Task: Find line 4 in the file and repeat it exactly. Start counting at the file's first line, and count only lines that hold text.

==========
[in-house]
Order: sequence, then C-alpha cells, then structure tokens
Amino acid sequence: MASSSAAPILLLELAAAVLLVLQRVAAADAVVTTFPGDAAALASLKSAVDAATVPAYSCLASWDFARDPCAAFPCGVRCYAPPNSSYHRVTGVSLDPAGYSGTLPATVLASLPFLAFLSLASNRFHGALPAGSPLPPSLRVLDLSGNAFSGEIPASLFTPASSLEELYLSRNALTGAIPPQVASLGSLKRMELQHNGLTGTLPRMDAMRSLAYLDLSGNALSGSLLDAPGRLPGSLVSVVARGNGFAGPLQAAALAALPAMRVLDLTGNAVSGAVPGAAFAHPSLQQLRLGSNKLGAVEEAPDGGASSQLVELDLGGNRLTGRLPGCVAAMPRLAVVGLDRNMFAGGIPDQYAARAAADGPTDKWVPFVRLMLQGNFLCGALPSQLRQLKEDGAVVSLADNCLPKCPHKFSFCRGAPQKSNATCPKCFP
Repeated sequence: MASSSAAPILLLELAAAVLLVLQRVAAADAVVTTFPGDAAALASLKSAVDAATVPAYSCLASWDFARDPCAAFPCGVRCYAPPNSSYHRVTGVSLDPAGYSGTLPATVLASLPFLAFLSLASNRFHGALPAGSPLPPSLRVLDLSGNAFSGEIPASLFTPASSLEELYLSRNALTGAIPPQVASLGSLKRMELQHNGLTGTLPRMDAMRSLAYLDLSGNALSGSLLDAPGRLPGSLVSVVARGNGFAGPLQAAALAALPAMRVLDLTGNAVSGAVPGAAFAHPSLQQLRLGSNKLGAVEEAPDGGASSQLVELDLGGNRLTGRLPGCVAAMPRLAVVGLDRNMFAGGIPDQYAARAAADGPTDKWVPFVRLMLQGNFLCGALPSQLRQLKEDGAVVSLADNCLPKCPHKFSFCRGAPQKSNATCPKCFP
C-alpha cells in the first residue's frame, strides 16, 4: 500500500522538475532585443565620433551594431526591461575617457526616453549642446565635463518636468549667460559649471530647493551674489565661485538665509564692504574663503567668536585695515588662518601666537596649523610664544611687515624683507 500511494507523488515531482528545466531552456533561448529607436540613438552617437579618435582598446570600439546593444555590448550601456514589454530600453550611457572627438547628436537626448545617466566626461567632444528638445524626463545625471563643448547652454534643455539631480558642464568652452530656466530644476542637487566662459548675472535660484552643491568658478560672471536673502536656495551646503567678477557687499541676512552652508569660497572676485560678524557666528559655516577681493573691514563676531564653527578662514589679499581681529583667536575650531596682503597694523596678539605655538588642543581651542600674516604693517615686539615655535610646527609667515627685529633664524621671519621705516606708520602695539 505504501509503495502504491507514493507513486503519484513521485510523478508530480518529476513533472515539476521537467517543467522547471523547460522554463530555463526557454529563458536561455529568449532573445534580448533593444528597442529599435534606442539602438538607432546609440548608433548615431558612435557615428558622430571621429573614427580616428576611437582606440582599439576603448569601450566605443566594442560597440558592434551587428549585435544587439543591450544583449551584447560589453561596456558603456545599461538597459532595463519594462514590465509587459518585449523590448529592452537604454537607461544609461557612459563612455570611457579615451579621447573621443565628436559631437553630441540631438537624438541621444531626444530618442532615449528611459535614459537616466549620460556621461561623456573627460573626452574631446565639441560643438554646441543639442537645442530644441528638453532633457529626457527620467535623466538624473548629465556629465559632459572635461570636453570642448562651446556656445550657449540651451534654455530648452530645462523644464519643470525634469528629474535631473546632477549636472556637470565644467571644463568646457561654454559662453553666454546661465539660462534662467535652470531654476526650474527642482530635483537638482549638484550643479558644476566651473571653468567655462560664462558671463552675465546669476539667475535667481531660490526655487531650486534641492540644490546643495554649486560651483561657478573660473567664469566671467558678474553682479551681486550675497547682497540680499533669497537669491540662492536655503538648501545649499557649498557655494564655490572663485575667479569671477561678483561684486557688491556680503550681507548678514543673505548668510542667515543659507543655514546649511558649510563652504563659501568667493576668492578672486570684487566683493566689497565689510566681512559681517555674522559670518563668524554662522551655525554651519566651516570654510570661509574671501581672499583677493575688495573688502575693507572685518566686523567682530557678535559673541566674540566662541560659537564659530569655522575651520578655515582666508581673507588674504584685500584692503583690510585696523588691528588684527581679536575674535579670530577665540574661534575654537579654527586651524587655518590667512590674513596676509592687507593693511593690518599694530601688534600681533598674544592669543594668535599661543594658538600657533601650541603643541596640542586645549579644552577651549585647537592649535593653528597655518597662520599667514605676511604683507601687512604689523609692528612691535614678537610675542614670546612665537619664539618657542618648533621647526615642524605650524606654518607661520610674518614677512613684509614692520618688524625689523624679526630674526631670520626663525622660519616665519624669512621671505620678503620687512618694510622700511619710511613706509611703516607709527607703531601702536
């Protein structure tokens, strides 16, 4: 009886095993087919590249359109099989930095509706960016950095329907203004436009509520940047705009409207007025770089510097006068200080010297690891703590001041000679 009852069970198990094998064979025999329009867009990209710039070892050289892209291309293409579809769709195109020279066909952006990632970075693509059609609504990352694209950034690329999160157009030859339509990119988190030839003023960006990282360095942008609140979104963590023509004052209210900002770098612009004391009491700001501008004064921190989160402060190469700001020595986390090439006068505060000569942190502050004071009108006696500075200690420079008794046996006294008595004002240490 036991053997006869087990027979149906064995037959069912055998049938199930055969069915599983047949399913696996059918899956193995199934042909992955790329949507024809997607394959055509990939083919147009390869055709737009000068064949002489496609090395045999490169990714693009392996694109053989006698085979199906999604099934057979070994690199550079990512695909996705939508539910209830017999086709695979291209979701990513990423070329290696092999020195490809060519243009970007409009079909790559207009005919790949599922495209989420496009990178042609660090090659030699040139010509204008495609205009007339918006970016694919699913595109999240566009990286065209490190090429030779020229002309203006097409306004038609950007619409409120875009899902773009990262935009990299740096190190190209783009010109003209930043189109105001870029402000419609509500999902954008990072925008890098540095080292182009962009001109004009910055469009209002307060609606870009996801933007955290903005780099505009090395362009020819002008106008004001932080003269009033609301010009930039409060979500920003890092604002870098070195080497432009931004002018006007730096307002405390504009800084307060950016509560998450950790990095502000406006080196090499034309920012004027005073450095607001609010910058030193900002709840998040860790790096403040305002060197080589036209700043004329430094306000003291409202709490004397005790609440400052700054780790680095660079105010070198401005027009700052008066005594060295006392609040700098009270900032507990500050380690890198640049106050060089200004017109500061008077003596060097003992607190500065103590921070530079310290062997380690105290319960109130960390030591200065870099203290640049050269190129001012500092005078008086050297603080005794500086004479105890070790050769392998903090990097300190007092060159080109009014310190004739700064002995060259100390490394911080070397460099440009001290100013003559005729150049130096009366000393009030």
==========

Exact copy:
Repeated sequence: MASSSAAPILLLELAAAVLLVLQRVAAADAVVTTFPGDAAALASLKSAVDAATVPAYSCLASWDFARDPCAAFPCGVRCYAPPNSSYHRVTGVSLDPAGYSGTLPATVLASLPFLAFLSLASNRFHGALPAGSPLPPSLRVLDLSGNAFSGEIPASLFTPASSLEELYLSRNALTGAIPPQVASLGSLKRMELQHNGLTGTLPRMDAMRSLAYLDLSGNALSGSLLDAPGRLPGSLVSVVARGNGFAGPLQAAALAALPAMRVLDLTGNAVSGAVPGAAFAHPSLQQLRLGSNKLGAVEEAPDGGASSQLVELDLGGNRLTGRLPGCVAAMPRLAVVGLDRNMFAGGIPDQYAARAAADGPTDKWVPFVRLMLQGNFLCGALPSQLRQLKEDGAVVSLADNCLPKCPHKFSFCRGAPQKSNATCPKCFP